3 Ways For Church Leaders To Maximize The Waiting Period
Growing up, we often played a game called Red Light - Green Light. I called it the Waiting Game. Essentially, the first person to reach the finish line won. When the caller said “green light,” everyone would run as quickly forward as possible, but when they yelled “red light,” everyone would have to stop in their tracks.
We would be eliminated from the game if we moved forward while “red light” was called, so usually we would be on the tips of our toes falling forward in anticipation of the ability to move forward. So often we are in that same position in our ministry journey: we must wait until we get the green light, which can be utterly frustrating. So how do we wait well?
Here are some tips that may help if you feel like you're in the waiting game:
1. Engage in the journey
Psalm 27:14 says, “Wait patiently for the Lord.
Be brave and courageous.
Yes, wait patiently for the Lord.”
I sometimes wonder if David wrote this as a reminder to himself. Talk about a guy who had to embrace the waiting game! You are going to be king, but for now go tend to your sheep; You will be king, but right now you are being hunted down by the current king; You will make sure the temple is rebuilt, but you will have to pass the job down to your son.
It is sometimes difficult to wait when we see the end calling us, but there is no space for the journey if we can’t wait. Can you imagine what kind of king David would have been without the experiences and growth he found in his journey?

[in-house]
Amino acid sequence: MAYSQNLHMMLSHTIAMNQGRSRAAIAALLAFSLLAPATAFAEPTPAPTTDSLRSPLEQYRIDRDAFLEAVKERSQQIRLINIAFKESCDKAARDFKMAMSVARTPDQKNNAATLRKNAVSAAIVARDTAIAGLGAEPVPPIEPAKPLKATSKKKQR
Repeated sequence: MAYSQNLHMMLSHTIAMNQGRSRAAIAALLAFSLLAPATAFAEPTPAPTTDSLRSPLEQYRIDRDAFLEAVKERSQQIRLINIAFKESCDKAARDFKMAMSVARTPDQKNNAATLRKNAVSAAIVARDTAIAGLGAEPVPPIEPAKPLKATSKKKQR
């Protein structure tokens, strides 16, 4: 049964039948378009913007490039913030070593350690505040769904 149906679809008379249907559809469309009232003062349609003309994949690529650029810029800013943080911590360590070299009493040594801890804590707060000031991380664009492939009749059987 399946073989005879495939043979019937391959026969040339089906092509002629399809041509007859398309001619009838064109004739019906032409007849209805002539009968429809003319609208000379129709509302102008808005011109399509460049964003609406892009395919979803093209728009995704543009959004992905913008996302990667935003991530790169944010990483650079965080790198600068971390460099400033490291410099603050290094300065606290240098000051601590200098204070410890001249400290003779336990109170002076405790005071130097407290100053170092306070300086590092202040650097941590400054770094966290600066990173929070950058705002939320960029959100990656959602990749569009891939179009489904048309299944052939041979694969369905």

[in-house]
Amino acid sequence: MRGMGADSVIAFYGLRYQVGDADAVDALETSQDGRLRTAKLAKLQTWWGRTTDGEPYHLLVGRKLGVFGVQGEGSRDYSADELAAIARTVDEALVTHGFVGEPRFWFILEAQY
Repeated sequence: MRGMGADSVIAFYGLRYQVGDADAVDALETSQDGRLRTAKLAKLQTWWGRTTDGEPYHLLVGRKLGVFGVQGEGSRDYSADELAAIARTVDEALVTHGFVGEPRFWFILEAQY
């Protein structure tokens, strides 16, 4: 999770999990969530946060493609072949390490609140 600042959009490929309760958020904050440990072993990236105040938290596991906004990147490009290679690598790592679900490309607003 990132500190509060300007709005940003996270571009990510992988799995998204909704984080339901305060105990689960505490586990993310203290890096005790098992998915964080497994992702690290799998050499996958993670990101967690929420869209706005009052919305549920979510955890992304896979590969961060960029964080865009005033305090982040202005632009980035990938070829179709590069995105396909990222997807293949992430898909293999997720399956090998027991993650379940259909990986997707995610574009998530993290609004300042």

Being a shepherd made him a great warrior and protector. Being pursued by his enemies made him cling to God. His failures made him learn about humility, consequences, and forgiveness. His victories taught him to celebrate the win and remember by whose hand the victory always comes.
2. Embrace experiences
Just like we can’t truly learn from someone else’s mistakes, we also can’t fully learn from someone else’s experiences. We can read the same books, go to the same conferences, listen to the same podcasts, but it just isn’t the same. We must learn how to work through situations as they occur naturally. This takes time.
Our Search Consultant Team at Vanderbloemen is made of “the old folks” of our team. The reason for this is that time is a necessary element for the experience needed to best service our clients. We have walked through and learned from hard ministry seasons. We have learned from failures as well as victories. We have been mentored and have mentored others. We have seen not only short term but also long term effects of decisions, leadership, and investments of others and ourselves.
As Solomon reminds us, there is a time and season for all things. We can’t fully understand harvest when we have only experienced the planting season. Embrace those experiences, even when they're hard. They grow us.
3. Focus on today’s ministry
I am near-sighted in one eye and far-sighted in the other. This makes for some challenges for my eye doctor, but is great for me when I don’t have my contacts in and need to see something far or near. I close my right eye if I need to read and close my left eye if I need to see the time on the clock across the room. Similarly, vision has everything to do with our ministry journey.
If our vision only allows us to see the things that are far away, we can’t focus on the things that are important today. The ministry that we have today, in this 24-hour period, is a building block and catalyst for the ministry that will happen down the road. Although God has a very specific plan for us down the road, He has a very specific plan for us today as well.
What does God want you to focus on today? How has He grown you recently that is getting you ready for what lies ahead?